I’m fairly certain that if I found myself in this hole, I would stop digging.  More to the point, I wouldn’t ridicule people who didn’t agree with Larry’s sense of humor in this instance.  But then, Larry’s the marketing guru.

Update 2:  It would appear that Larry has decided to stop digging, and the “best elevator pitch ever” post is now gone.  Forever?

H/T Geeklawyer via twitter

Update 3: Larry has removed the original post and apologized for it.


I sincerely apologize for the crude and offensive “Elevator Pitch” post I put online last week.  In the clear light of morning, it is clear that it was anti-Semitic and repellent.  I want to thank all the people who commented and called me about it; I listened and took what you said to heart.

I have deleted the post.  It was a mistake to repeat a crude joke that I heard in rural Illinois, and I should have known better. It was a worse mistake to say it was the “best” of its kind, when actually it was hideous.

I appreciate Larry’s recognition of the error, and am happy that this issue has now been put to rest.  I hope those few commenters, here and elsewhere, who failed to comprehend why this reflected exceptionally bad judgment will now recognize their error as well.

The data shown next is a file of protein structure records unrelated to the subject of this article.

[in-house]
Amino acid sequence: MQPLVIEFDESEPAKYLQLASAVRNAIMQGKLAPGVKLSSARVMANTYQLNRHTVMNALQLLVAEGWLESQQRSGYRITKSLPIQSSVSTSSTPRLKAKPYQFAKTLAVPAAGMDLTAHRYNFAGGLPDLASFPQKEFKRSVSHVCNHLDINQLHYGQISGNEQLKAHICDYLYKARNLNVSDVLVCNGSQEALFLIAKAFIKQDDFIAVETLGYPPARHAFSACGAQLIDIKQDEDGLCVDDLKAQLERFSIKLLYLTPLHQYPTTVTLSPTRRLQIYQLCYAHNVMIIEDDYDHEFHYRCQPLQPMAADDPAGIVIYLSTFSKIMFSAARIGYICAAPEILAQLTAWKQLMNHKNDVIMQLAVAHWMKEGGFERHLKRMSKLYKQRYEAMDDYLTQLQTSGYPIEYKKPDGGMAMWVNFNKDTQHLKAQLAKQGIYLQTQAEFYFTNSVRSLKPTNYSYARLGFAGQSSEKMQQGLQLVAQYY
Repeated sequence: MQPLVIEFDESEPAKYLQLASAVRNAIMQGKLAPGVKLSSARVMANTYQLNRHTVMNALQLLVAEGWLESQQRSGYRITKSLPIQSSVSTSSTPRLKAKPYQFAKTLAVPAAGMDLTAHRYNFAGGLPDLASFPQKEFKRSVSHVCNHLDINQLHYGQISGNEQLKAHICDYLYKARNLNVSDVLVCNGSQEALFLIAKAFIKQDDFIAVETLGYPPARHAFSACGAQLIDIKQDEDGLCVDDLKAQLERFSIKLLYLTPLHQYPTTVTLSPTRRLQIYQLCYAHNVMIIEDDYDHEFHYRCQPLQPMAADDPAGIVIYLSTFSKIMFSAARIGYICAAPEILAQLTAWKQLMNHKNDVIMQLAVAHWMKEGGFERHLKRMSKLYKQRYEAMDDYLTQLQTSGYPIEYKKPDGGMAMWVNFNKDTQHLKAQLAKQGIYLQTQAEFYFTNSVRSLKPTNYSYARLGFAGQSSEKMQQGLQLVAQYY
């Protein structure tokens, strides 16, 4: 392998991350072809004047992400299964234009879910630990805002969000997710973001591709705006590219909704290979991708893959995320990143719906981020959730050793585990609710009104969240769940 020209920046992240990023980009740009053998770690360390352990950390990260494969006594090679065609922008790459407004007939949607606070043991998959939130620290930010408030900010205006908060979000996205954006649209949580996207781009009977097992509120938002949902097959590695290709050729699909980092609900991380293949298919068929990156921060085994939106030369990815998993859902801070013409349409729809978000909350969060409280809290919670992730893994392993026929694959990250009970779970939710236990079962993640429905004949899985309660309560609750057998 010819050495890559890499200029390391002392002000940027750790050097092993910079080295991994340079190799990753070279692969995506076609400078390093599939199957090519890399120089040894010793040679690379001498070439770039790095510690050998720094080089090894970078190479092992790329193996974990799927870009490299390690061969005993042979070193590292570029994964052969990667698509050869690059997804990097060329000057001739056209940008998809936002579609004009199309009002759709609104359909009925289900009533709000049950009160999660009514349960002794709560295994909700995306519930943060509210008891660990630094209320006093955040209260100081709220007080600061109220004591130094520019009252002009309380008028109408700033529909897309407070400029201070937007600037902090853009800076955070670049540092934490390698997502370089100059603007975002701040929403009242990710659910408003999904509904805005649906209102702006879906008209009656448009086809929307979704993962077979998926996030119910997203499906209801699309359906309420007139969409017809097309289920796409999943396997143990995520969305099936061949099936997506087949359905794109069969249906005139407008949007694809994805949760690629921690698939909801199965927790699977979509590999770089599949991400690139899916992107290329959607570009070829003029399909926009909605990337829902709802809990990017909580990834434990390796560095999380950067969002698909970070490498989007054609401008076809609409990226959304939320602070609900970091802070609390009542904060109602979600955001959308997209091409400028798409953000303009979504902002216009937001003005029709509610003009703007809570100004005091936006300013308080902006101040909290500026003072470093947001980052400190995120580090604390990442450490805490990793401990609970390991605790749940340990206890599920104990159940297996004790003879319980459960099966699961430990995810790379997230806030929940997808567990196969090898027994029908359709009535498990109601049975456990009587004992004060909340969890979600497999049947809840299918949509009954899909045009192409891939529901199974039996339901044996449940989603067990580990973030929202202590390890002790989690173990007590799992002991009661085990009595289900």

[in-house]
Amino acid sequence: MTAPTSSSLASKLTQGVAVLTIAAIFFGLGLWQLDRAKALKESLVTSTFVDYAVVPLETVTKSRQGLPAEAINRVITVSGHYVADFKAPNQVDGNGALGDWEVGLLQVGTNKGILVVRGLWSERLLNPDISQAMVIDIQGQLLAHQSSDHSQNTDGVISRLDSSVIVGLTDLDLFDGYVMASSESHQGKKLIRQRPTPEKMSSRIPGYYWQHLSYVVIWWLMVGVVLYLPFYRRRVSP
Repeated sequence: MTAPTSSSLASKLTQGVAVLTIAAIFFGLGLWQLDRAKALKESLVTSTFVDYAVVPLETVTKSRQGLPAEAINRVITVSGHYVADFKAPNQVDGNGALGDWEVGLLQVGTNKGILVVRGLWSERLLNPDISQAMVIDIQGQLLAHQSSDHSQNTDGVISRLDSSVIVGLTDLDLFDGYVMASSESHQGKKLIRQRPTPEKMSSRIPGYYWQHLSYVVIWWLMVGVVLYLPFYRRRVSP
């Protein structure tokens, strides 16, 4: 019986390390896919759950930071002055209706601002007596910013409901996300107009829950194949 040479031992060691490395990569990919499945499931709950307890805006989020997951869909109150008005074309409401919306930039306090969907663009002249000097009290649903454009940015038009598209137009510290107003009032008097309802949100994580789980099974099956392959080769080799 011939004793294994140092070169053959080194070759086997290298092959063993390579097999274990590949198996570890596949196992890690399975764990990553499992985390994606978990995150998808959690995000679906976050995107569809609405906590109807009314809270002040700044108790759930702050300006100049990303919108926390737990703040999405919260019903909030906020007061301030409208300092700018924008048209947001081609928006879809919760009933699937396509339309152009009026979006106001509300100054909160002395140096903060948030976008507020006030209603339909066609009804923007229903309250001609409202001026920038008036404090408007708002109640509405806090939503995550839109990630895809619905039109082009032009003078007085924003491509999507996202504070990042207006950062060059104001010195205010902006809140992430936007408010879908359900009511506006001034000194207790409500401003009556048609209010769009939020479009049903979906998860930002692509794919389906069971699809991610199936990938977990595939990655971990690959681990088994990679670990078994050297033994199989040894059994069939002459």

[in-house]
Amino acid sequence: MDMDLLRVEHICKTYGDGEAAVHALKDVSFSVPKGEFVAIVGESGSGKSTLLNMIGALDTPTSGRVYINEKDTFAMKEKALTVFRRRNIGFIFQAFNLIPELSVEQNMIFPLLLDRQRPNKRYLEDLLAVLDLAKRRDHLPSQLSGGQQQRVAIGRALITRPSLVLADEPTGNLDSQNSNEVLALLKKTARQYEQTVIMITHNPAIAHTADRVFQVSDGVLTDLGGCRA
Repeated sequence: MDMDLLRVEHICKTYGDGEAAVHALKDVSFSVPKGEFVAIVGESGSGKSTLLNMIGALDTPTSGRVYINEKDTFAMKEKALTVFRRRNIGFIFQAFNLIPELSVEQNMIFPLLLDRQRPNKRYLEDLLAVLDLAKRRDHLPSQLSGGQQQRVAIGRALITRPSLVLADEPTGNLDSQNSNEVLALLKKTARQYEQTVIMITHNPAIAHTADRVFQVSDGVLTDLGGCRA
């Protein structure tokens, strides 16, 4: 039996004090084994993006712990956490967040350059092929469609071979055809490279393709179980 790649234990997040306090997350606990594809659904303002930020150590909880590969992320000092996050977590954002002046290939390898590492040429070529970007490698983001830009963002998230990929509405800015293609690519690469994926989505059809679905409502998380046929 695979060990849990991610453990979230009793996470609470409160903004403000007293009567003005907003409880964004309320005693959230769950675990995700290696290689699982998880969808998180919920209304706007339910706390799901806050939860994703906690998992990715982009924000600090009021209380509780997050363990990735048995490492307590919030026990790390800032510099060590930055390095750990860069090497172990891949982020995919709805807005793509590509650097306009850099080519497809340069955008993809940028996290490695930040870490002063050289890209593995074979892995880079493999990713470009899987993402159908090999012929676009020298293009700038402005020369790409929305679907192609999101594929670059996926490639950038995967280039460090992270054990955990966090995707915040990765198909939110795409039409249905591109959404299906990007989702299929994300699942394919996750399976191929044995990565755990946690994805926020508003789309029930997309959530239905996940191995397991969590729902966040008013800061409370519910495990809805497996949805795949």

10 comments on “No Place for Nazis in Lawyer Pitch (Update x 3)

  1. Rick Horowitz

    Well, maybe I’m just an insensitive Jewboy. I find the joke kind of stupid, or “lame,” but it seems to me that people too often overreact to misguided attempts at humor.

    There may be a reason to want to EDUCATE the speaker about his choice of analogues, but to assume he’s “sick”?

    I think that goes a little far.

  2. Dan Hull

    This is not the Larry Bodine most people know or sense when they meet him. I’d call the pitch a gargantuan “whoops”, and an uncharacteristic lapse in judgment, and give him a pass. He’s much more and better than that.

  3. Rich Klein